In a recent triple bombing on Syrian capital Damascus’s predominantly Shiite neighbourhood, 45 were killed and dozens injured.
Syrian Prime Minister, Wael al-Halqi has said, “The aim of this cowardly and desperate terrorist attack is to raise the morale of the defeated terrorist groups following the great victories that our brave army has accomplished in several areas”.
According to the Syrian Observatory for Human Rights, the attack targeted a bus full of Shiite militiamen — 42 of those killed were fighters with ties to the Syrian government. Attackers first detonated a car bomb near a bus stop, and as people rushed in to help, two suicide bombers set off more explosives. The attack occurred in the Sayeda Zeinab district, which is home to one of the holiest shrines for Shiite Muslims. The shrine was undamaged.
State TV showed several burning cars and a scorched bus, as well as blown out windows, twisted metal and large holes in the facade of a nearby apartment building.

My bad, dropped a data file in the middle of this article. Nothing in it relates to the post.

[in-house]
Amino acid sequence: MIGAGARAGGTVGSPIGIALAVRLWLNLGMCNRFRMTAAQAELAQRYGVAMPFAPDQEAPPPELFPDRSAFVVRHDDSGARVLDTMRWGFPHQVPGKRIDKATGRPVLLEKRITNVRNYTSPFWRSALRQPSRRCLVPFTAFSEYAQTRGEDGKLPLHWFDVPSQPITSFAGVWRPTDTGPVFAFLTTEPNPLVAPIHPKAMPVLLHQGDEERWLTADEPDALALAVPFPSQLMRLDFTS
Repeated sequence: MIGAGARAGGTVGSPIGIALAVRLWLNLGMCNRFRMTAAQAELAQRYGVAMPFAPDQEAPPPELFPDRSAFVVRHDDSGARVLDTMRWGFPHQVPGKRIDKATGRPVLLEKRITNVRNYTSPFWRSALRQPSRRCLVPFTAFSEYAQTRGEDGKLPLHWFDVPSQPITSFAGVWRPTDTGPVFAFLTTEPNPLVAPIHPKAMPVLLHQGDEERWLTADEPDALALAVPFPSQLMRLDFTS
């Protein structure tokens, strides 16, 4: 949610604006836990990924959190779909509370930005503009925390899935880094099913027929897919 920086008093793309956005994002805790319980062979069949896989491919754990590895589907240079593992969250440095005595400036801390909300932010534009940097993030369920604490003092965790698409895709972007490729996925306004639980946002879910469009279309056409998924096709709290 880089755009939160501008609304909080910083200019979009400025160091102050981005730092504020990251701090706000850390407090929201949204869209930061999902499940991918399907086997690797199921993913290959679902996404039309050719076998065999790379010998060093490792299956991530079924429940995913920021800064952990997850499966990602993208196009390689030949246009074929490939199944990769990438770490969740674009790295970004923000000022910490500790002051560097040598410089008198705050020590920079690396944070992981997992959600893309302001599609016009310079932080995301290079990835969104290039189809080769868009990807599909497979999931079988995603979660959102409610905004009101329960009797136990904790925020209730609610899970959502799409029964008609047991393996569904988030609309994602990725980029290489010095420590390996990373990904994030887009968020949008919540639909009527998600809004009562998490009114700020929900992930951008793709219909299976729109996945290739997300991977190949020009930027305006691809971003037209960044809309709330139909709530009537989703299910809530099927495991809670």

The suburb is one of the first areas where Lebanon’s Hezbollah group sent fighters in 2012 to protect it from Sunni extremists who vowed to blow up the shrine. Hezbollah and Shiite groups from Iraq are known to have fighters in the area.
A website affiliated with the Islamic State group said the attacks were carried out by members of the Sunni Muslim extremist group, which controls large areas in both Syria and Iraq.
The attacks occurred at a crucial time when the UN is trying to start peace talks between the government and terror groups like ISIS. In this regard, the Syrian government delegation is in Geneva to hold talks with UN envoy. The attack might overshadow the peace talks.
In Washington, U.S. Secretary of State John Kerry appealed to both sides “to make the most of this moment, to seize the opportunity for serious negotiations, to negotiate in good faith with the goal of making concrete measurable progress in the days immediately ahead.”
“Now, while battlefield dynamics can affect negotiating leverage, in the end there is no military solution to this conflict,” Kerry said. “Without negotiations, the bloodshed will drag on until the last city is reduced to rubble and virtually every home, every form of infrastructure, and every semblance of civilization is destroyed.”
The U.N.’s goal for these meetings is to impose a cease-fire and find a political solution to the Syrian war, which has killed at least 250,000 people, among them yesterday’s victims.